Sermons

Summary: Beatitudes mean declarations of blessedness. The term blessedness means joy. Therefore, the state of blessedness would be a state of joy, which is more than just happy. We wouldn’t consider what we see here to bring blessedness. Let's see why it does.

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The Be-Attitudes (part two)

Recap: Beatitudes mean declarations of blessedness. The term blessedness means joy. Therefore, the state of blessedness would be a state of joy, which is more than just happy. Blessedness refers to the distinctive spiritual joy of those who are saved. We typically wouldn’t consider the items in this list to bring blessedness. We started looking at the list last Sunday by seeing how being poor in spirit, mourning and being meek are things that bring blessing into our lives. Poor in spirit means I’ve recognized my spiritual poverty. I am away from my pride and denial about my true spiritual condition. And in turn I cry out to God to rescue me. I mourn over my sinful state. I am no longer blind to the ugliness of my sin and it grieves me. In meekness we saw how it is anything but weakness. I am gentle and kind but I am still assertive and powerful. In these attributes we see them representing humility. In these there are blessings for the kingdom of heaven both here and now belong to me. I will be comforted and I will inherit the riches of earth.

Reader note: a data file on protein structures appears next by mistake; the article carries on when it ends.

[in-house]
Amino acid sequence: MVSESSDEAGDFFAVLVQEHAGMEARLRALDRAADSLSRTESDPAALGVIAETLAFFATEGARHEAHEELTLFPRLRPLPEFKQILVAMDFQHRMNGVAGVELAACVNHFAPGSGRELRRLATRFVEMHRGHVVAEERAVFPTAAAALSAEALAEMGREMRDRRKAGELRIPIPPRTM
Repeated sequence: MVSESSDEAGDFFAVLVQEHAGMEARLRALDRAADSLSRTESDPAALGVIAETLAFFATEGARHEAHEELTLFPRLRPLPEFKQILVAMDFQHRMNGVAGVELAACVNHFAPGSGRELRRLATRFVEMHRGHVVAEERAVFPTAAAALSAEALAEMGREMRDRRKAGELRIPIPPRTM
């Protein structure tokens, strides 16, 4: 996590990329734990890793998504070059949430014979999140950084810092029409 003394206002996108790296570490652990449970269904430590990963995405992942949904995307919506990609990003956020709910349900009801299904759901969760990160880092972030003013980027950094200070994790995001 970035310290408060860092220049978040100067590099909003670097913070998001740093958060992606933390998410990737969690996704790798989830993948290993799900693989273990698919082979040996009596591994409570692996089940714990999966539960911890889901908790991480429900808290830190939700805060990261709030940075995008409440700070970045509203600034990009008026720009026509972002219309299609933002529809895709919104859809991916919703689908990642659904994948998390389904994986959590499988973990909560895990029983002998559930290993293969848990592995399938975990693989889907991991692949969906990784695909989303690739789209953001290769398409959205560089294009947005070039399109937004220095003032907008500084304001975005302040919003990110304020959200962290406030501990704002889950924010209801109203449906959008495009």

1) Blessed are those who hunger and thirst for righteousness (vs. 6). We all hunger and thirst for something. Hungering and thirsting for something means it’s a priority; it takes precedence over other things. What are we driven to hunger for? More money, a promotion, a relationship, the next big thing? The irony is no matter how much we pursue whatever it is we will still be left hungry. Whatever it is in this world we find ourselves hungry for, thirsty for, after we have gotten some of it, we will realize that it doesn’t satisfy. “Once upon a time, there was a man known as the Hunger Artist. He made his living by professional fasting. He would go for extended periods of time without eating and drinking anything and people would pay to see him do it. At that time, professional fasting was a respected, appreciated, and very lucrative business. Picture this in your mind: there would sit the hunger artist on straw in a small cage expressing his will power to go for long periods without eating or drinking anything. He would fast for forty days and when the forty days were up the band would play, and his manager would give a speech. Then, two ladies would lead him in his weakened condition out of the cage. The crowd would roar with excitement and ultimately they would pay him a great sum of money in appreciation to his great work of art. However, there came a time when professional fasting was no longer understood nor appreciated. The man lost his manager and had to join the circus. He became depressed and discouraged because of the raw meat that constantly passed by him, because of the roaring of the animals at night, because of the horrible smell that filled the air. The people paid him no attention as they rushed by him to see the more popular exhibits in the circus. He was ignored and forgotten about, even the leaders and the owners of the circus forgot him. His fast went way past forty days, because nobody bothered to count the days. And ultimately they found him one day slumped over in the cage. They rushed over to assist him and in his last dying breath, he told his secret. He simply said, “I have to fast; I have no choice. You see, I couldn’t find any food that would satisfy me.” This may seem like a strange story but when you learn more about the author, Franz Koffka, it makes more sense. Koffka was an atheist. He had said this story summed up what he felt about life. In retrospect, “The Hunger Artist” was not about physical hunger; it was about spiritual hunger. Beneath the surface of this story, Franz Koffka was talking about his own spiritual condition; he was The Hunger Artist. He recognized his soul was starving, but he said, “I can’t find anything in life that will satisfy me!” Only those that hunger and thirst for the righteousness of God will be filled [NASB “will be satisfied”]. Only those who pursue the things of God will be able to get their true needs met. Isaiah 55:1-3. We have to make sure we’re drinking from the right well. Jesus said in John 7:37, "If anyone is thirsty, let them come to me and drink." We hunger after the world and it tastes sweet in the mouth but it turns bitter in the stomach. When we thirst for worldly pleasures it’s like drinking salt water. But when we crave spiritual food and drink of the living water we will find choice morsels and holy nectar that satisfies the soul. We need to hunger and thirst for the righteous life. We need to hunger and thirst for God’s word, we need to be hungry for God’s power, his love, his wisdom, his ways. This hungering and thirsting signifies an insatiable desire for God and the things of God. It’s not the kind of thirst you have after playing ball on a hot day…it’s the kind of thirst you would have after days in the desert without even a drop of water. It’s not the kind of hunger you have when you’ve missed lunch…it’s more like when you’ve gone several days without eating! It’s not just being hungry or thirsty it’s more like being ‘parched’ or ‘starving’. How is your spiritual appetite? When we hungered and thirsted for God’s righteousness to come upon us in salvation we became filled with the Holy Spirit. Now we need to continue to hunger and thirst for righteousness in order to be filled with all the righteous virtues of the faith. 1st Pet. 2:1-3, “Therefore, rid yourselves of all malice and all deceit, hypocrisy, envy, and slander of every kind. Like newborn babies, crave pure spiritual milk, so that by it you may grow up in your salvation, now that you have tasted that the Lord is good.” Now that God has whet our appetites by revealing his goodness, we are to keep craving that goodness. We are called to get rid of unrighteousness and put in the righteous. Out with the old; in with the new. Our desire for it needs to be like a baby’s for milk. A baby doesn’t have to contemplate whether or not he wants milk-he craves it-he can’t stand to be without it-he cries when he doesn’t get it quick enough. When we have this intense hunger and thirst for all things righteous God will satisfy our appetites. Psalm 107:9, “For he satisfies the thirsty and fills the hungry with good things.” When we have this spiritual appetite God will feed us. He will not only feed us-he will fill us. Those who hunger and thirst for righteousness will be filled with it.